I notice you’ve changed your problem statement!
Problem 1 in your draft text is adequately solved by the proposed solution:
Boilerplate: Developers regularly write verbose boilerplate to handle associated values. This is a serious ergonomics issue that lingers from Swift’s inception.
Solving that problem doesn’t require synthesizing properties for enum cases without associated values, however.
Problem 2, as written here and in your draft text is also adequately addressed by the proposed solution.
For cases with no associated value, synthesizing an accessor to a nonexistent payload is…well, that’s why we’re all calling this the “edge case.” It’s not clear to me that keypaths would be any less complete without such a paradoxical feature. So again, I think the issue is adequately addressed without synthesizing properties for cases without associated values.
The proposed solution does not actually solve the problem where “testing enum cases is verbose and inexpressive” (your reformulated problem 1) but rather presents a workaround by compiler magic. [To be clear, I’m not voicing an opinion as to whether I agree with the problem statement or not.] With the proposed solution, actually testing enum cases doesn’t become more expressive; rather, the proposal is to synthesize members that substitute for those enum cases for the purposes of testing, which in turn rely on existing compiler support to be more ergonomic to use.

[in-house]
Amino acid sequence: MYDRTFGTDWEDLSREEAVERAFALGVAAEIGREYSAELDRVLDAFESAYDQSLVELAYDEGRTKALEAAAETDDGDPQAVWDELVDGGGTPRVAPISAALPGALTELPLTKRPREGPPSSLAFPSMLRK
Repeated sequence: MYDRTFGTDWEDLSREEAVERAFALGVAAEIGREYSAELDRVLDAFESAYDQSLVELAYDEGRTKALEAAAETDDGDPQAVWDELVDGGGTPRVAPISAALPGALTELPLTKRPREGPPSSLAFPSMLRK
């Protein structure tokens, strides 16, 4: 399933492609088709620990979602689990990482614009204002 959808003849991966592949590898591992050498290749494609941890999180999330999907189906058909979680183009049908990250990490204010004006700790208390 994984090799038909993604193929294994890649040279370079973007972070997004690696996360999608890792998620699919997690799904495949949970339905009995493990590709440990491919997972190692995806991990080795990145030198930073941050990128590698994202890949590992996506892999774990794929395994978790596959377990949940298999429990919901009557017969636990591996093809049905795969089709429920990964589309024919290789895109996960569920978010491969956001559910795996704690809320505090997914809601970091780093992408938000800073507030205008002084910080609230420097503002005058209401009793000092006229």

I think this reformulated problem and the presented solution are rather mismatched; your draft text, on the other hand, goes into a wonderful discussion under the headings of “Associated Values,” “Deep Nesting,” and “Key Paths” all of which are laser focused on cases with associated values, and (not surprisingly, therefore) that’s where you’ve proved the worth of your solution.